Every week in her Good Form column, Natalie Weiner explores the ways in which the sports world’s structural inequalities and injustices illuminate those outside it — and the ways in which they’re inextricably connected. You can read previous columns here.
I want to fully dedicate this column to the very talented writer and thinker that I am lucky enough to call my good friend, Katie Barnes. I had the chance to see Katie for the first time in a long time this past week, and as per usual we got to talking about a lot of big picture sports questions. Katie is an expert on the history and state of current debates about trans athletes (and just did a great story about Lia Thomas, and has spoken with this column on that topic and others), and in the course of talking about those debates they used a phrase I had never really given much thought: acceptable advantages.
In the context of our conversation, Katie was using the phrase to explain people’s fears about trans women’s participation in sports — many people’s belief that trans women have an advantage over cisgender women in sports that is unacceptable. The way that belief tends elides the complexities of the issue — what level people are competing at, when they began transitioning, how long they’ve been taking hormones, etc. — betrays its bigoted core.
But there is a core philosophical question there that stretches far beyond whether trans girls and women are permitted to compete in girls and women’s sports. If the idea of sports is that everyone starts competing from the same place and is trying to reach the same goal, what advantages are permissible, and which must be banned?
We tend to think about physical gifts as an acceptable advantage in sports. The wildly long limbs of swimmers, or the height of basketball players, or the quick twitch muscles of a sprinter or soccer player — if I were to play basketball against a 6’4” WNBA player, I couldn’t say it was not a fair fight because they were taller than I am (I would probably say it was unfair facetiously, though). That’s one reason why they’re a professional athlete and I’m not.
But those gifts are supposed to come “naturally” and be supplemented by nothing more than hard work, determination, grit, etc. — all the words that are inescapable on coaches’ motivational posters. That is why doping is still such a huge taboo, why we would prefer to ignore the fact that older athletes like LeBron James and Tom Brady are almost certainly toeing the line with what kind of supplements and treatments they use to keep themselves dominant. Again, it means deciding on what constitutes an acceptable advantage. It is not a natural law, it is a set of rules that have to be made and have to evolve as the world does (although too often it does not).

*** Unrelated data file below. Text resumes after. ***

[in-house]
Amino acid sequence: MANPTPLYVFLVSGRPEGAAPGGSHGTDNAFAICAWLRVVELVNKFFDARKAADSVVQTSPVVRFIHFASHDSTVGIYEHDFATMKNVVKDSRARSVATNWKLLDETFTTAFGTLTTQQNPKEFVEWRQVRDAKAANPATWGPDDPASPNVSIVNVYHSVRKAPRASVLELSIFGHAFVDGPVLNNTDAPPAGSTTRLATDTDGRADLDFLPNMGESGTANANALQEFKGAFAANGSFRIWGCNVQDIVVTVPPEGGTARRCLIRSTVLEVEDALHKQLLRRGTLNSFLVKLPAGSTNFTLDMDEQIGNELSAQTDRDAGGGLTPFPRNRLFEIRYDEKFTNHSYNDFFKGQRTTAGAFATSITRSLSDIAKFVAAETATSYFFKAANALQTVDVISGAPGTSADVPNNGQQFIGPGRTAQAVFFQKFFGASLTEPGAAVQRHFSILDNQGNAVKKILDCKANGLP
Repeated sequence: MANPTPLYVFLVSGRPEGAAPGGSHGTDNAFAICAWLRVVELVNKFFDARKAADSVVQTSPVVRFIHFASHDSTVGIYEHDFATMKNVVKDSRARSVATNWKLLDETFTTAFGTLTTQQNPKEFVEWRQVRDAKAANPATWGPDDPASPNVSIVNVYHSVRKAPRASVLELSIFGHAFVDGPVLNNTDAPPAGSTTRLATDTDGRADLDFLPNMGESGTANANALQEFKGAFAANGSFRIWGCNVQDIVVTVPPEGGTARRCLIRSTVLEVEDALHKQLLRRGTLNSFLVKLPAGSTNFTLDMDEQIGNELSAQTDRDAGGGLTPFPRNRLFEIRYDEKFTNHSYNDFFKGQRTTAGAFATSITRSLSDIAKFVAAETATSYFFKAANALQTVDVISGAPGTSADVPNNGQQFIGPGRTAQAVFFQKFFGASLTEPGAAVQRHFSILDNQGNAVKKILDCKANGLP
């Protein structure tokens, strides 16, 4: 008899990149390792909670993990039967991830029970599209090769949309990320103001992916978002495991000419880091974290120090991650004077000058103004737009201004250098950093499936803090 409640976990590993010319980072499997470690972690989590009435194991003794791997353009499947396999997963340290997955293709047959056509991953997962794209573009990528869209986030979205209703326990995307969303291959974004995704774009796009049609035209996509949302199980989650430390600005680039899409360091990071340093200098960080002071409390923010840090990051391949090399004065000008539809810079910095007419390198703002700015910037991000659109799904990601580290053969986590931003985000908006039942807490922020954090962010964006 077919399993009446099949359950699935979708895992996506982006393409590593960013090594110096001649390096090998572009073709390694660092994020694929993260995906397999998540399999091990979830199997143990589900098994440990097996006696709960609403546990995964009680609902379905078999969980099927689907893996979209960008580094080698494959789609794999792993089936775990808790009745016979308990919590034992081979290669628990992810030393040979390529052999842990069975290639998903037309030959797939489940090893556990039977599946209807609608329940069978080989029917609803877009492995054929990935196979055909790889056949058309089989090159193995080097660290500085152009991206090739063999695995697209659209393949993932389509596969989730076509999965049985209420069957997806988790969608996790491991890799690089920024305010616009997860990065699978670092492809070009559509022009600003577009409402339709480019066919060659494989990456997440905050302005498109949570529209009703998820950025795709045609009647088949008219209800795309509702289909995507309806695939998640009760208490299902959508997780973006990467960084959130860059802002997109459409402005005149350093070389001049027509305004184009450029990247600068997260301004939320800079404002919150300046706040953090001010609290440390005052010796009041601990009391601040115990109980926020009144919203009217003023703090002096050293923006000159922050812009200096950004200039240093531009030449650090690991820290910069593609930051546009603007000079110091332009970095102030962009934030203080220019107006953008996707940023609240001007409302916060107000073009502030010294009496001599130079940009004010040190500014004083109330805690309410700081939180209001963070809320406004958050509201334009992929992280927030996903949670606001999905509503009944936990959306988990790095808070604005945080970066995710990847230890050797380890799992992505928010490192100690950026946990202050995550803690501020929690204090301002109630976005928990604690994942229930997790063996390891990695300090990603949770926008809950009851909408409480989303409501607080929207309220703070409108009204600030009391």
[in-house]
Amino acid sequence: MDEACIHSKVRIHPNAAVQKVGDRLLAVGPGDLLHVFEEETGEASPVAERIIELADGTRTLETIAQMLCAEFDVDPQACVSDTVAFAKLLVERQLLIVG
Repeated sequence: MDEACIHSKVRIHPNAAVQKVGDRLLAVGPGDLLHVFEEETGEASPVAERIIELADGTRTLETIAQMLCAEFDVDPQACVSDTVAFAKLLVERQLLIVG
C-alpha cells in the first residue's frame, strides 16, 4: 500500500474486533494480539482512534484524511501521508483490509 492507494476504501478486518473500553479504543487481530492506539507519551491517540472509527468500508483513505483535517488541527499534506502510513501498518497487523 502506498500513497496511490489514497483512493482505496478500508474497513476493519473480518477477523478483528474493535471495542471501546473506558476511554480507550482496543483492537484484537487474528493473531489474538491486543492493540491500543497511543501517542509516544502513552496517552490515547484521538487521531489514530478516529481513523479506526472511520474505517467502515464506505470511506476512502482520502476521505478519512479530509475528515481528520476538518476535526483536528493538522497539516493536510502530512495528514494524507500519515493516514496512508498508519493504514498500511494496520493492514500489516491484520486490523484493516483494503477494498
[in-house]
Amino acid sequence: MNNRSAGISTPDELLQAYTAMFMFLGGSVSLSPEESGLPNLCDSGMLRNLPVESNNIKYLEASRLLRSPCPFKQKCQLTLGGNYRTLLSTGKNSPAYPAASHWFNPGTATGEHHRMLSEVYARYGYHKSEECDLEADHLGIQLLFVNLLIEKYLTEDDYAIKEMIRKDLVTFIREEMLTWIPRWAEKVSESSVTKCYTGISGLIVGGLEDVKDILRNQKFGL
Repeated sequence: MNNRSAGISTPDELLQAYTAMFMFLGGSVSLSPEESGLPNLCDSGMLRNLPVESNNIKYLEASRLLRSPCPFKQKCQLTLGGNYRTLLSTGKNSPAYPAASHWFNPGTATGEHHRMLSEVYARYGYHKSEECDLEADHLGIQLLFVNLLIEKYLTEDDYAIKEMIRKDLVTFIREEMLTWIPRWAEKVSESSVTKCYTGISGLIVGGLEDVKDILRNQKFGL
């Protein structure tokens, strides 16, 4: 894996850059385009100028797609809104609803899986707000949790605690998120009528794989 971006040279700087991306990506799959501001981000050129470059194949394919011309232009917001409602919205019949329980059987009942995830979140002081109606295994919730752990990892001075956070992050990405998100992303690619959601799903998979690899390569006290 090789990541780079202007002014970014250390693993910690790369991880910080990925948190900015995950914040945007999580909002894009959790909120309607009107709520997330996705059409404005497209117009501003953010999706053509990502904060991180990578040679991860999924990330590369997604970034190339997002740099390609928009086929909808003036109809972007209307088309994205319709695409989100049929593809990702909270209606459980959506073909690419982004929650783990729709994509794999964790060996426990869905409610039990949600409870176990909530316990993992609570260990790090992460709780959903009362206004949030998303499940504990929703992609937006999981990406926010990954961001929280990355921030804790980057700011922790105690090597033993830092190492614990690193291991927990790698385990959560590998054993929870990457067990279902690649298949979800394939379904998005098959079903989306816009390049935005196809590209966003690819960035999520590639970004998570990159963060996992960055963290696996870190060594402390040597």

What Katie brought up as the ultimate accepted advantage was money. Money is the most acute example of sports’ blithe unfairness; it can be more powerful, even, than physical gifts at facilitating success. Yet athletes lacking money is rarely received as an acute unfairness; instead, it is presented as an intractable challenge through which said athlete has an opportunity to further prove their grit/determination etc. — one for which the promise of a multimillion dollar professional contract is a suitable carrot instead of an aspiration so far-fetched as to be almost foolish.
Sports media is addicted to these stories of sacrifice, fixated on how families with little try to support the ambitions of their children and how those children scrounge for the resources to practice and improve. Oklahoma’s Jocelyn Alo became the NCAA’s all time home run leader recently; the news was accompanied by the tidbit that her family had scrimped to save the $10,000 necessary for Alo to play travel softball far from her home in Hawaii. The intent of sharing this seems to be to demonstrate her family’s devotion; all I see, though, is how far gone youth sports in America are, how deeply stratified along race and class lines they already are and will continue to be. There is absolutely no accounting for how the opportunities a rich kid will take for granted, another family is compelled to view as a low-odds gamble of their life savings — or can’t pursue at all. That makes it an acceptable, tacit advantage.
When it comes to trans athletes, the waters get even murkier. Lia Thomas just became the first known transgender athlete to win a Division I championship in any sport. Thomas would not be competing without having met the NCAA’s now shifting requirements for trans women, which include testing below a certain level of testosterone. But along with her success comes a chorus of people saying she has an unacceptable advantage, a declaration that seems to have less to do with the specifics of Thomas’ situation than the core belief that any trans girl or woman — regardless of when they transitioned and what choices they’ve made as a part of that transition — will have an unacceptable advantage competing against cisgender women.
That assumption is not only insulting to cisgender women and based on a very narrow view of what makes someone a good athlete, it makes it essentially impossible to accept a trans girl or woman winning, ever, under any circumstances. If a trans girl or woman competes and loses, she is acceptable because she clearly doesn’t have an unacceptable advantage; if she wins, instantly she is deemed to be competing unfairly.
I don’t write this to make it seem like I’ve reached any conclusions, only to try to start parsing some of the stakes involved. Thinking about what advantages we accept and which are taboo is a good way to zoom out on these conversations, to think about why we play and watch sports. As ever, a truly level playing field can only exist where there is true equality off of it.